Denise Scott Brown, Los Angeles, 1967. Courtesy of Denise Scott Brown.

The second section, ‘1960s: Teaching’, is focused on Scott Brown’s work in education. She taught both urban design and architecture in her course ‘Determinants of Urban Form’ at the University of Pennsylvania from 1960 to 1964, at UCLA in Los Angeles from 1965 to 1966, and then to Yale. This is a rich chronicle of a period of pedagogical and methodological invention, of the building of foundations of a practice in urban planning, and of struggle against male-dominated academic environments. Through the testaments and analyses, it is possible to follow the refinement of Scott Brown’s attention on the city as it is, her approaches, methods, and attentions to those who live in it and how they live in it, especially in the face of the violence of urban renewal projects. The essays’ authors attest to her working methods, the forging of her position through her capacity for listening and ‘city-watching’, and her creation of a pedagogy at odds with the projective nature of both urban planning and architecture. Her educational practice is by nature interdisciplinary, crossing the concerns of urbanism, social studies, and architecture, and required collaboration and collegiality. Using methods of field work taken from the social sciences—documenting, speaking to people—requires observation and analysis of the economic, social, cultural, and political ‘forces’, as Scott Brown calls them, that affect and distort urban conditions and impose themselves upon the city and its citizens. Particular attention is paid to the so-called ‘urban renewal’ of large-scale expropriation, demolitions, and demographic change. In the face of this, a variety of tools are used to structure her students’ work so that they may come to know, in profoundly real ways, what (and who) the city is.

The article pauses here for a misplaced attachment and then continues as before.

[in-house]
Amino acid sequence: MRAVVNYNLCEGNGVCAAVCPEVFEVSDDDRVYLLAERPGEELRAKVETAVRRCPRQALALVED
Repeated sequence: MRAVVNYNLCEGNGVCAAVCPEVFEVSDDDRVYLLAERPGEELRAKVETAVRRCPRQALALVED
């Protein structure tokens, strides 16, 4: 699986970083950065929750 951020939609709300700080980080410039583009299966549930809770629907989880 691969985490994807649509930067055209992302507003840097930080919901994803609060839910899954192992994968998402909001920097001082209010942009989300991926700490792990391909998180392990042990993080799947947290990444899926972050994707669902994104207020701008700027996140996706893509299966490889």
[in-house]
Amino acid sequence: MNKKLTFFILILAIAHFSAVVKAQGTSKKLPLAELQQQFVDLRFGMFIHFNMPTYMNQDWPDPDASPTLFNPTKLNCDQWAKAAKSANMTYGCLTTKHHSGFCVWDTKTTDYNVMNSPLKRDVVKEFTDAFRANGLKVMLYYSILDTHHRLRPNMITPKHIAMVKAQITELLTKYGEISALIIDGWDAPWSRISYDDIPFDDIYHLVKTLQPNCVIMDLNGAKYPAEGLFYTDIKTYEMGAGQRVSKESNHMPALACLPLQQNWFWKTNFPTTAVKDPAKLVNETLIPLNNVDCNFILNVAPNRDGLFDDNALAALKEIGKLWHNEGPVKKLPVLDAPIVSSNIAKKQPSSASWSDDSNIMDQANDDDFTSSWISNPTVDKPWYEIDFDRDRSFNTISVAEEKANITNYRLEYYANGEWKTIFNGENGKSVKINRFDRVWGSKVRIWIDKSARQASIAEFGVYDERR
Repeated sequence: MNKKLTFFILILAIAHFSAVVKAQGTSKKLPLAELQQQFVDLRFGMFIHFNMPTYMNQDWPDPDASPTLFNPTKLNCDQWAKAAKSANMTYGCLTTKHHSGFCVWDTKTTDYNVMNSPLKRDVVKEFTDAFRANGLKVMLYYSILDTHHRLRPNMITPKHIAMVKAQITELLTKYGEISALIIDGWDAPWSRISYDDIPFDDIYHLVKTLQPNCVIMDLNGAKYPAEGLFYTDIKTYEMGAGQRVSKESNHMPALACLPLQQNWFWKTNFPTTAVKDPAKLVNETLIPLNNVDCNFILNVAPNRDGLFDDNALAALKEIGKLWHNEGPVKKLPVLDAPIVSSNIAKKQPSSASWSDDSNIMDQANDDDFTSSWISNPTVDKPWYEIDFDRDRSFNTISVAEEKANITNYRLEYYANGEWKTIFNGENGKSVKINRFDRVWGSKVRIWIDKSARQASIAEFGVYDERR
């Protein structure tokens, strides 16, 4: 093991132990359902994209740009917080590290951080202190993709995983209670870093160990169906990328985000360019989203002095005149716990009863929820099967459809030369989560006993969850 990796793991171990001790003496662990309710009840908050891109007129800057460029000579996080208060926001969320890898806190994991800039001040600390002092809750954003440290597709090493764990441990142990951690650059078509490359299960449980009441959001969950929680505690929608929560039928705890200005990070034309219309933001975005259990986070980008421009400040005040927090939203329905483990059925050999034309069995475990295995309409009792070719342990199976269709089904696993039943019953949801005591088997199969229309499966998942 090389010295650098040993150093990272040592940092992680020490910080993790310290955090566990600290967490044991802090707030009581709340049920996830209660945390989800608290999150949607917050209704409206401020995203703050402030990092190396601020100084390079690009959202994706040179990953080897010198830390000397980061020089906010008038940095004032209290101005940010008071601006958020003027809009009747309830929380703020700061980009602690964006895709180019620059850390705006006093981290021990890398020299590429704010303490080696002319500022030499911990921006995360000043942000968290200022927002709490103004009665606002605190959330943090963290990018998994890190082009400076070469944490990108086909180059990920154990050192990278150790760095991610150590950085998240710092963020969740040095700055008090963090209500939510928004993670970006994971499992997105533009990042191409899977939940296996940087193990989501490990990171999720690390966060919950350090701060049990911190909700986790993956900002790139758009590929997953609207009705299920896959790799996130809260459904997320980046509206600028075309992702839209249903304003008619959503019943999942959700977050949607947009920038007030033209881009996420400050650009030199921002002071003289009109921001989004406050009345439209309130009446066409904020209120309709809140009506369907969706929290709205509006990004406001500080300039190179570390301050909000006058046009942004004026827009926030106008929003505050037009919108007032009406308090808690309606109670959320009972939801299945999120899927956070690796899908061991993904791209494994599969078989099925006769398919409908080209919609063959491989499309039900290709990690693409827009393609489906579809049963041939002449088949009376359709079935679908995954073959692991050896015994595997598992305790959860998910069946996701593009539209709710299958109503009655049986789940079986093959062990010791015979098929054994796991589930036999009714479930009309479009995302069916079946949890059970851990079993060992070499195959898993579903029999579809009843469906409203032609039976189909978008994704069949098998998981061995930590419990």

Denise Scott Brown, South Street, 1960s. Courtesy of Denise Scott Brown.